And although I am a product of public schools, I strongly believe that our nonpublic schools are vitally important in our society. Public schools are better when they have competition from nonpublic schools. Therefore, it's always been my view that we should find a way under our Federal tax policy to give an opportunity for those who want to send their children to nonpublic schools should get some tax relief.

One final comment: On July 4 this country celebrated its 200th birthday. It was a glorious day. I think more Americans were thrilled by what took place that day than almost any day in recent history.

On that occasion we honored the achievements of the past, but in the third century I think we have to write a new and better history for America. We have to have jobs for our people. We have to have homes for our old as well as young. We have to have safety on our streets. We have to have the opportunity for better health care. We have to have a strong nation with peace at home and with peace abroad.

This nation, over the years, has done a good job in keeping itself strong and healthy both here and abroad. But sometimes it's helpful for us to learn about the sadness and tragedy of other nations.

Just this past week, if you have been reading the papers, our strong and good ally, Great Britain, has been faced with a very serious crisis. You may have read that the Prime Minister of Great Britain appeared before his own Labor Party Convention, calling for them to support him in a strong fiscal and monetary policy so that Great Britain could meet the crisis that has confronted them in the last year or two, a crisis which has reached a peak within the last few weeks.

I read of the speech that Prime Minister Callaghan gave to his Labor Convention, and one sentence in that speech impressed me tremendously. And it is a sentence that I think we should take a good look at and perhaps learn something from. And let me read it to you.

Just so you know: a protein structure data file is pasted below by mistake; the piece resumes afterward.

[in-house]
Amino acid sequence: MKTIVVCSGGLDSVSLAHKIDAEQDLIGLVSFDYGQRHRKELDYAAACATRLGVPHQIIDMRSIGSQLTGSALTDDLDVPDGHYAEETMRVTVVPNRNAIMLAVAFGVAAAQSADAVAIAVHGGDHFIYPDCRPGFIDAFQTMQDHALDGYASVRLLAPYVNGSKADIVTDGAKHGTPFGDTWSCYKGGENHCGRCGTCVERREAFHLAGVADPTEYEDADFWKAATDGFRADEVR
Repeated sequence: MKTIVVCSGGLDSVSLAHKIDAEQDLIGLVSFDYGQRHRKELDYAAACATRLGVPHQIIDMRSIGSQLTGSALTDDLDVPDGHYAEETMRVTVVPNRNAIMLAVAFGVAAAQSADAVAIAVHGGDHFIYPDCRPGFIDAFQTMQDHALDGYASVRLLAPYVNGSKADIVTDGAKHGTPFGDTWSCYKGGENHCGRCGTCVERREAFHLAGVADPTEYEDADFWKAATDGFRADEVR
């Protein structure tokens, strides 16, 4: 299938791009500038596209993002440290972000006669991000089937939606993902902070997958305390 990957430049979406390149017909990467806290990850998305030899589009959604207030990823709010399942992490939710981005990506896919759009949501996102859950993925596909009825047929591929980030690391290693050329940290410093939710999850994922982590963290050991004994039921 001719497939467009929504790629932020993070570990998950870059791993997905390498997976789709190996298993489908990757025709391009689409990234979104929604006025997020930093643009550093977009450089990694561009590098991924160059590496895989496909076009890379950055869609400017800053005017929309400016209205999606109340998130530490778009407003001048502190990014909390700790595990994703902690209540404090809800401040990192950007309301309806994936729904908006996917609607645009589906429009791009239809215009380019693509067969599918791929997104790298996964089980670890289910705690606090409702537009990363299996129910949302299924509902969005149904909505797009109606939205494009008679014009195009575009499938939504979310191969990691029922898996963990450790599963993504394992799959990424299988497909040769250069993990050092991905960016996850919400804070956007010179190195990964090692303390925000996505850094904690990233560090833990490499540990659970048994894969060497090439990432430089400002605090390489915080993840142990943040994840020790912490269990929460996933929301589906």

"Britain for too long has lived on borrowed time, borrowed money, and borrowed ideas. We will fail if we think we can buy our way out of our present difficulties by printing confetti money and by paying ourselves more than we earn."

That is a very, very powerful sentence given by a courageous Prime Minister, telling not only the people in his party but the people of Great Britain that they have to take strong action in a time of crisis.

Let me say that as long as Jerry Ford is President, Jerry Ford will never let the United States of America reach this kind of a crisis.

Now it is my great privilege to introduce your chairman, an outstanding Member of the United States Senate, a real leader, Senator Pete Domenici.

SENATOR DOMENICI. Thank you very much, Mr. President.

You know, you indicated to our advisory group that is here that I am the son of immigrant parents, and indeed I am. Both my mother and father were born in the country of Italy.

Mr. President, how proud my mother is that I am here today and that you have asked me to do this. And I am sure my beloved father would probably have flown back on the "red-eye" with me if he were alive, Mr. President, so he could be here today on this occasion.

Let me tell you a little bit about your advisory group. We have 26 nationalities represented here, Mr. President, from 13 States. We have been working to put this team together. We have a wonderful team of staff workers, and we are going to commit to you, Mr. President, that the Democratic Party and the Democratic candidates are going to find out this year that they cannot take the ethnic vote for granted anywhere in the United States.

Mr. President, we all support you for the same reason, because basically we love our families, we love our country, we love our little homes that we have bought. Our sons and daughters have had a great opportunity in this land, and we admire and respect two things: integrity--and you abound in that-and, secondly, you have a great respect for all people. You treat all people the same, and that means you are going to treat our ethnics just as other Americans have been treated.